The Holiday Pink Tax

Lady shopping for beauty products Pic: Istockphoto

By Hannah McLaren

Who would’ve thought pink could be so taxing.

It’s no secret that women are often charged more than men for essentials such as clothing and toiletries, just for the pink staple or the floral scent. However, research carried out by has discovered a huge gap in the cost of a basic holiday shop between men and women, revealing the true extent of the “pink tax”.

They surveyed 754 women and 623 men, discovering that for a basic summer holiday shop, women are charged 21% more than men due to the “pink tax”.

The graphic designed by highlights the gap between the regular “pink tax” and the “blue tax”. Basic holiday clothing items were added to this list to form the “holiday pink tax”.

The holiday pink tax comparisions

Findings reveal:

  • On basic toiletries, women spend £27.40, whilst men spend £24.76.

  • For swimwear alone, women on average spend a shocking £38.19 more than men when buying on average three swimsuits.

  • Female razors are often described as a luxury product. Just eight female razors cost £2.69, whereas a greater sized packet of ten razors cost £1.45 – a 60% difference. For the same disposable razor brand, which were identically manufactured, women are forced to spend 60% more than men.

Stella Creasy, Labour MP, highlights the reasoning behind the marked price difference in “male” and “female” razors could be due to the fact that “female” razors are perceived as less of a necessity. This argument also accounts for the zero-tax rate of male razors, and explains the concerning inequality in shaving foam prices.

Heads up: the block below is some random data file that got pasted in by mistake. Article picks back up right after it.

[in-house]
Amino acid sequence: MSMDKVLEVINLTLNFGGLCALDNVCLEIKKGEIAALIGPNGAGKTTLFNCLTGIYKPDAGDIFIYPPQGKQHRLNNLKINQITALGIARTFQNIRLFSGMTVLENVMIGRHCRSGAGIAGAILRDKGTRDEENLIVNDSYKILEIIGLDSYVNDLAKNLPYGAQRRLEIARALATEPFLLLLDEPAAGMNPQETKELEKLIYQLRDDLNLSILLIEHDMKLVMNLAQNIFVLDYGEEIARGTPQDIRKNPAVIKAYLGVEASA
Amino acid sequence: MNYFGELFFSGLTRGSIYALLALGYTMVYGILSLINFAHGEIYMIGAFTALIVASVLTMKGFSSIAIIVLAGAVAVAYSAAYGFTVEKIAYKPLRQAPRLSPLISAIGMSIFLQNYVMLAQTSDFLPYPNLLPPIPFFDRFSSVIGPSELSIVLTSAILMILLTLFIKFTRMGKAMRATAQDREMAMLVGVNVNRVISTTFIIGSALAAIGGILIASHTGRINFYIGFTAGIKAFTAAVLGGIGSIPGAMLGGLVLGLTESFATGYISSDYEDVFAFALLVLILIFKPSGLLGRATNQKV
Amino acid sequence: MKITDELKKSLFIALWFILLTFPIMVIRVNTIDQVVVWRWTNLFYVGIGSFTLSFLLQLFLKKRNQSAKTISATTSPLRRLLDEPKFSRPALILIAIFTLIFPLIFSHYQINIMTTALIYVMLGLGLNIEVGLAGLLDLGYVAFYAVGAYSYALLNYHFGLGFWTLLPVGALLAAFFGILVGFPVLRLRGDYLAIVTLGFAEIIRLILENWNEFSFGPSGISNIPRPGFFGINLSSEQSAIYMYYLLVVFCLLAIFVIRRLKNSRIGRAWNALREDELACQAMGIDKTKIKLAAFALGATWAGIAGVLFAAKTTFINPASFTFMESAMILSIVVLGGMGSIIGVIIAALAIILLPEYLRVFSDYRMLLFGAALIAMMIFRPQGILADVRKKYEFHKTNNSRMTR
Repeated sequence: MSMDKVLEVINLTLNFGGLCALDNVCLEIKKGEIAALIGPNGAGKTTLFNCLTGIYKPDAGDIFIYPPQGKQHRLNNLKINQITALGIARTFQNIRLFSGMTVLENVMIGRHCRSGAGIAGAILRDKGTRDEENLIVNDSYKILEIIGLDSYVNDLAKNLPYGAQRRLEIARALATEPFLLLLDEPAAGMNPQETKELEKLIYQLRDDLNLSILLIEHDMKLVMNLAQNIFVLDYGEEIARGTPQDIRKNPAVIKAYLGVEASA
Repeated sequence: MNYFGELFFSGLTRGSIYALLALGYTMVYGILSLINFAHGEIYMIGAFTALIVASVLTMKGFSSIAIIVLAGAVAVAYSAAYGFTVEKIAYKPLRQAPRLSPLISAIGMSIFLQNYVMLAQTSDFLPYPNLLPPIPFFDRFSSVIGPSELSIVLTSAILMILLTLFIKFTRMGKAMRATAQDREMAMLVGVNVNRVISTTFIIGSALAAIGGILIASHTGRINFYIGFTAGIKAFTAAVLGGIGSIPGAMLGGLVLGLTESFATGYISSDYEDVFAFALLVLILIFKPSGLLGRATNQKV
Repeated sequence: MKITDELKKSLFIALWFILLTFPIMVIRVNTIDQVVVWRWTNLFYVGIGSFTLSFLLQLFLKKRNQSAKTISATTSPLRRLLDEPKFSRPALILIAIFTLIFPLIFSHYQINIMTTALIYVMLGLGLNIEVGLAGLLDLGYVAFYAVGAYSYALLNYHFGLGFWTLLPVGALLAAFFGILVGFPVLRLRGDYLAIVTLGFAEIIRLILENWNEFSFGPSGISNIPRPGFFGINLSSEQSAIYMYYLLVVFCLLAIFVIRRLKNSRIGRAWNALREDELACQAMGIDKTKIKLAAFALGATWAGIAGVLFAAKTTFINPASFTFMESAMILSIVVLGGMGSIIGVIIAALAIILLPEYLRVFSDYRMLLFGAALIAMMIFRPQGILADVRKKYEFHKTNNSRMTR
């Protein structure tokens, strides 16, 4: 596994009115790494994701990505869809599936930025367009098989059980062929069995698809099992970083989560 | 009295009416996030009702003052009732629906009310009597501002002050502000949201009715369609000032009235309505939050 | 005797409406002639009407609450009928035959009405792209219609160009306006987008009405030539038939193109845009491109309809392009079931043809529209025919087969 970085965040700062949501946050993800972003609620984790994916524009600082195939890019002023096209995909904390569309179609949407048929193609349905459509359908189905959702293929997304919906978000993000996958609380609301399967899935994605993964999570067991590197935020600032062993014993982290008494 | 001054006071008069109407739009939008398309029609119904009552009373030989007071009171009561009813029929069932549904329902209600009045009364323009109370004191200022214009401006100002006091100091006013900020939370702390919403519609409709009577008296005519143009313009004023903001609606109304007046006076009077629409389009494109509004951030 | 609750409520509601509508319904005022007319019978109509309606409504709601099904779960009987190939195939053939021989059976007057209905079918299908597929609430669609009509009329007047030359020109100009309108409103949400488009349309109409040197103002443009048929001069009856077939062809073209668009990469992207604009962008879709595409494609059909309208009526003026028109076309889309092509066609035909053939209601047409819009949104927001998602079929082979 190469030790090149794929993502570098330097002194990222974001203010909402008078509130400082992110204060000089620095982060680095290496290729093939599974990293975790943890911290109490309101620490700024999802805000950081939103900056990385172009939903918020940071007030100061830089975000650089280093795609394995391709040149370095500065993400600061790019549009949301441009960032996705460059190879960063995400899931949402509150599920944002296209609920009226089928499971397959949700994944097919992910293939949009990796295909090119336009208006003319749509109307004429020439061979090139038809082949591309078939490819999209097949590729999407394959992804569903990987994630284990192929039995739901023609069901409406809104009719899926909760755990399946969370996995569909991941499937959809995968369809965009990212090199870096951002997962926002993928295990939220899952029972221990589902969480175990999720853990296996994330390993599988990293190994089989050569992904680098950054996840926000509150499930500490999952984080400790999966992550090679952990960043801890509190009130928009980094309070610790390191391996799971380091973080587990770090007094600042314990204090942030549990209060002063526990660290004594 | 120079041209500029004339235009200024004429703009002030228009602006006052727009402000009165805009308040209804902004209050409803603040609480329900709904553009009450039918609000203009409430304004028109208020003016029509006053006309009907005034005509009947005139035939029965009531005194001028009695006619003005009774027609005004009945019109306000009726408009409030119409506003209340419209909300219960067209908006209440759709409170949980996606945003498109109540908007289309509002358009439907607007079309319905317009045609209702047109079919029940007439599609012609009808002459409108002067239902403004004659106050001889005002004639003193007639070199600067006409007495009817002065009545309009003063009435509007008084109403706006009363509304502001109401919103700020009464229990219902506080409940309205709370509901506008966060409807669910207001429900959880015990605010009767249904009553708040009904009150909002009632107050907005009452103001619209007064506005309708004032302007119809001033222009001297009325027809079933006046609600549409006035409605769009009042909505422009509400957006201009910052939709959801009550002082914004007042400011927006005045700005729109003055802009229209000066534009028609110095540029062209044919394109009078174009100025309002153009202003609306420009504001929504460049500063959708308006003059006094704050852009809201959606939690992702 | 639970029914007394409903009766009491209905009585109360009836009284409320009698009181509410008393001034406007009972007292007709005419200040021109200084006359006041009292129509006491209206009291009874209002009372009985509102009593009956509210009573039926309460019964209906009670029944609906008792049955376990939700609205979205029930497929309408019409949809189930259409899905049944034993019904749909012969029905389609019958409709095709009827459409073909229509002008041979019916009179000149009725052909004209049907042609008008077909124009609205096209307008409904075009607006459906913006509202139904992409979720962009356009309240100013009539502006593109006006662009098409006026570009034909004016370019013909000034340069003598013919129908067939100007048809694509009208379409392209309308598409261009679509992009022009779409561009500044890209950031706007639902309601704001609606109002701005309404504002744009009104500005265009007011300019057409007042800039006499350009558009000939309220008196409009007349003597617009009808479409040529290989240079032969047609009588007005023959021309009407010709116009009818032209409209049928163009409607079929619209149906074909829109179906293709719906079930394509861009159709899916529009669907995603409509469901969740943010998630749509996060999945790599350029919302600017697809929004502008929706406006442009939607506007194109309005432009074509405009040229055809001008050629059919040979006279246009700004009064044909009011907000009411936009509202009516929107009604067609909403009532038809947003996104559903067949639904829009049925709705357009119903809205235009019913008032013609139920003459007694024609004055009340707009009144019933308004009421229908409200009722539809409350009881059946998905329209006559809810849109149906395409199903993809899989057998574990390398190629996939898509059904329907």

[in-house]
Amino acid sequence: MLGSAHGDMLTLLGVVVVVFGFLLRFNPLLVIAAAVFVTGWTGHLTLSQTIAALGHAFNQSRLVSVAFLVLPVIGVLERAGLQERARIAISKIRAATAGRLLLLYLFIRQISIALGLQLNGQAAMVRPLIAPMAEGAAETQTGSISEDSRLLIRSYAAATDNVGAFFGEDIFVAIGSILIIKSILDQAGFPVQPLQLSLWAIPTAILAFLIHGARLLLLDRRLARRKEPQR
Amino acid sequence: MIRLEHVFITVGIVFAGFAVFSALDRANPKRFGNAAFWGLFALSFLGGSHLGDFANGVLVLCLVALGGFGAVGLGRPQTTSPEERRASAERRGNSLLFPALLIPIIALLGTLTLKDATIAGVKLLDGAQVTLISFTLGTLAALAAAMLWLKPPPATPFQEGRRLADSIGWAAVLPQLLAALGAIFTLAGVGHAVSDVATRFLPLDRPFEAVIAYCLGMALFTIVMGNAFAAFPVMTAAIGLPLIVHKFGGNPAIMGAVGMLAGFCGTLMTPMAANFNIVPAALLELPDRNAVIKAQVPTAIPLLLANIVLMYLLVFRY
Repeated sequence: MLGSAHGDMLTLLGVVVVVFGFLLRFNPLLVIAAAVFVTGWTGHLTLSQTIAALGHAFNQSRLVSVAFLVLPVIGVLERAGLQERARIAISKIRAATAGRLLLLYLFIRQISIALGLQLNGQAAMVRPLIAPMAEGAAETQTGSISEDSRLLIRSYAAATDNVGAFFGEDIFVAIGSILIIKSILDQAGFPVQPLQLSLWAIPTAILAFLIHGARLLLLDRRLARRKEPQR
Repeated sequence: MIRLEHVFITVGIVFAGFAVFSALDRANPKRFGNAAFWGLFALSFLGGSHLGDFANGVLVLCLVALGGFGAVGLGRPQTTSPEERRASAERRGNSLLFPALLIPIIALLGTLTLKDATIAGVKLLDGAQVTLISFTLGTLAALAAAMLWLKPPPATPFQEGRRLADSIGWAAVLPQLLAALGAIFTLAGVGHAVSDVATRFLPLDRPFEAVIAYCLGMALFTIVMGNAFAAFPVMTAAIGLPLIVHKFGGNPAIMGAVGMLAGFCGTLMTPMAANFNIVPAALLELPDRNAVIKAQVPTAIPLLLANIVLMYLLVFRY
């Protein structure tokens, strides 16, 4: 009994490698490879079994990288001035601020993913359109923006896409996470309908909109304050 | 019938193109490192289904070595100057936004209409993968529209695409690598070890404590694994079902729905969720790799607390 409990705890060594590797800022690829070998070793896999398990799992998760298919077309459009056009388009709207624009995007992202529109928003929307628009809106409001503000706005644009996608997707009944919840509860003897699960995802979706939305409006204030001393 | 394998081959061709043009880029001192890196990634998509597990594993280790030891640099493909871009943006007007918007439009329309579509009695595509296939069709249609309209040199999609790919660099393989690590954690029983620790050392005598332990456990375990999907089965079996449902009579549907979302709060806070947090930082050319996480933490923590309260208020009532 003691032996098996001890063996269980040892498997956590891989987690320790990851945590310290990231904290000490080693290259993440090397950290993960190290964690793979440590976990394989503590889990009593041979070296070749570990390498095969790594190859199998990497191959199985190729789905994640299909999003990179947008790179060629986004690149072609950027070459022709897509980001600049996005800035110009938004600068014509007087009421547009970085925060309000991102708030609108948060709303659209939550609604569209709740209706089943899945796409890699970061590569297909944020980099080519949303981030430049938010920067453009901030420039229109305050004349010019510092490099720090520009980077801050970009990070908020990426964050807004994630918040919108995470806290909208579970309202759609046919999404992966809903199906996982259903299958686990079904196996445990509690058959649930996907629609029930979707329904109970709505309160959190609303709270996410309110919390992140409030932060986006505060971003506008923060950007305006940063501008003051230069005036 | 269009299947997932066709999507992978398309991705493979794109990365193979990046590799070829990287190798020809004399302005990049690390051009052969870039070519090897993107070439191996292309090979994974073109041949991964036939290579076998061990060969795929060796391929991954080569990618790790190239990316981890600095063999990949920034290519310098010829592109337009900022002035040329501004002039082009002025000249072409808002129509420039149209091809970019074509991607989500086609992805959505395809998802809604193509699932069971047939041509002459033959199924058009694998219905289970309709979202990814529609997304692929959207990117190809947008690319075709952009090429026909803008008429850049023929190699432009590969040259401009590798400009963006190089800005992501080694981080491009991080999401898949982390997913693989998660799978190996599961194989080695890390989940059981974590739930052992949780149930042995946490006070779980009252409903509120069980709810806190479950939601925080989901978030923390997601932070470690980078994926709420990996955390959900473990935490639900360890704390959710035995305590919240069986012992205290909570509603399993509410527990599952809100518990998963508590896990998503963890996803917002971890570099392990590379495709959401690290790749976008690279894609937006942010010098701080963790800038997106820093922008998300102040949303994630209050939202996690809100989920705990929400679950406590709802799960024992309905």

While this issue has recently come to light, positive changes have been made – with Tesco slashing their razor prices to be gender neutral earlier this year.

 The way products are marketed these days has gotten out of hand

Martin Smith, the MD of, says, “The claim that men needing to shave is a necessity as opposed to women is ludicrous. The way products are marketed these days has gotten out of hand. The only difference in the two disposable razors seems to be the colour.

“What is more, is that there is a zero-tax rate in the UK regarding male razors, yet there is still a tampon tax.

“Whilst individual retailers have been decreasing the price of their products, brands hold a responsibility over how much they are supplying their products for. Not to mention, action can and should be taken by MPs and more authoritative figures.”

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Allison Hay

I joined the "My Weekly" team thirteen years ago and, more recently, "The People's Friend". I love the variety of topics we cover both online and in the magazines. I manage the digital content for the brands, sharing features and information on the website, social media and in our digital newsletters.